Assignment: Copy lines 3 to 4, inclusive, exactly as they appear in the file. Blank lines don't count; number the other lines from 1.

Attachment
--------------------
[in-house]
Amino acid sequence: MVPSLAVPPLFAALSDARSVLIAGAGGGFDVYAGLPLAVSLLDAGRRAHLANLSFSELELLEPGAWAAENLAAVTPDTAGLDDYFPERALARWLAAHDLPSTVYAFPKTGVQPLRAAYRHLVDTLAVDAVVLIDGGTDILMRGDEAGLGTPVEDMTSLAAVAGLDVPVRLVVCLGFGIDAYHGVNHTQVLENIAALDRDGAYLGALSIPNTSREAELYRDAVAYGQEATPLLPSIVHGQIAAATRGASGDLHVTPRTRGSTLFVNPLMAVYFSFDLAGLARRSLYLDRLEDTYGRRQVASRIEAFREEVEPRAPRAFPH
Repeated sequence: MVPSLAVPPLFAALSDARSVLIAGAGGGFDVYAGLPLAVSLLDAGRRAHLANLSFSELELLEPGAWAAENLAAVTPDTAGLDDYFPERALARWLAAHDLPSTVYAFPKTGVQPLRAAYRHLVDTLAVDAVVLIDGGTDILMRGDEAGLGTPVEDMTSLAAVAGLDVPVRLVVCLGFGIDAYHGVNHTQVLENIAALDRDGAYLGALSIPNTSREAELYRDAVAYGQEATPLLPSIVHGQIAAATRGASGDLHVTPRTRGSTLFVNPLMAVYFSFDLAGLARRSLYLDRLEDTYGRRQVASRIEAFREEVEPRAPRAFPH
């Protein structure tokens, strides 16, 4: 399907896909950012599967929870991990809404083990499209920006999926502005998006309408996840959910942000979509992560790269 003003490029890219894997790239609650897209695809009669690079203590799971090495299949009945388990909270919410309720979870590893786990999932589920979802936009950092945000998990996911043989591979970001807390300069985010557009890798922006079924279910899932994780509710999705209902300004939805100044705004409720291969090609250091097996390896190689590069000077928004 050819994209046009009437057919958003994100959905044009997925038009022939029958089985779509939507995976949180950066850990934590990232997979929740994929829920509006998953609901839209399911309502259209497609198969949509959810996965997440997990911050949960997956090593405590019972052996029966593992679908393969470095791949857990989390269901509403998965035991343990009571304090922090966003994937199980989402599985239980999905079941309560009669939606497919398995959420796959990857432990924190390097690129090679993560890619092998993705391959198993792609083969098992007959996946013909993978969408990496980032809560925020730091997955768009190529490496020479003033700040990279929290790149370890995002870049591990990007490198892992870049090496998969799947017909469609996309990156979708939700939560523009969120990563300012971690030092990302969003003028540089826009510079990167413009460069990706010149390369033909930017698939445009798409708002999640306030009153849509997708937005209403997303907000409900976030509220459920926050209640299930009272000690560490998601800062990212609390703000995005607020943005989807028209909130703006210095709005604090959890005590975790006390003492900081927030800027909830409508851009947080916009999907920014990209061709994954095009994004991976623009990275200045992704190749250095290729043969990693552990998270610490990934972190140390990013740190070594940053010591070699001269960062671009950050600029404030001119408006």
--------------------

Repeated sequence: MVPSLAVPPLFAALSDARSVLIAGAGGGFDVYAGLPLAVSLLDAGRRAHLANLSFSELELLEPGAWAAENLAAVTPDTAGLDDYFPERALARWLAAHDLPSTVYAFPKTGVQPLRAAYRHLVDTLAVDAVVLIDGGTDILMRGDEAGLGTPVEDMTSLAAVAGLDVPVRLVVCLGFGIDAYHGVNHTQVLENIAALDRDGAYLGALSIPNTSREAELYRDAVAYGQEATPLLPSIVHGQIAAATRGASGDLHVTPRTRGSTLFVNPLMAVYFSFDLAGLARRSLYLDRLEDTYGRRQVASRIEAFREEVEPRAPRAFPH
């Protein structure tokens, strides 16, 4: 399907896909950012599967929870991990809404083990499209920006999926502005998006309408996840959910942000979509992560790269 003003490029890219894997790239609650897209695809009669690079203590799971090495299949009945388990909270919410309720979870590893786990999932589920979802936009950092945000998990996911043989591979970001807390300069985010557009890798922006079924279910899932994780509710999705209902300004939805100044705004409720291969090609250091097996390896190689590069000077928004 050819994209046009009437057919958003994100959905044009997925038009022939029958089985779509939507995976949180950066850990934590990232997979929740994929829920509006998953609901839209399911309502259209497609198969949509959810996965997440997990911050949960997956090593405590019972052996029966593992679908393969470095791949857990989390269901509403998965035991343990009571304090922090966003994937199980989402599985239980999905079941309560009669939606497919398995959420796959990857432990924190390097690129090679993560890619092998993705391959198993792609083969098992007959996946013909993978969408990496980032809560925020730091997955768009190529490496020479003033700040990279929290790149370890995002870049591990990007490198892992870049090496998969799947017909469609996309990156979708939700939560523009969120990563300012971690030092990302969003003028540089826009510079990167413009460069990706010149390369033909930017698939445009798409708002999640306030009153849509997708937005209403997303907000409900976030509220459920926050209640299930009272000690560490998601800062990212609390703000995005607020943005989807028209909130703006210095709005604090959890005590975790006390003492900081927030800027909830409508851009947080916009999907920014990209061709994954095009994004991976623009990275200045992704190749250095290729043969990693552990998270610490990934972190140390990013740190070594940053010591070699001269960062671009950050600029404030001119408006």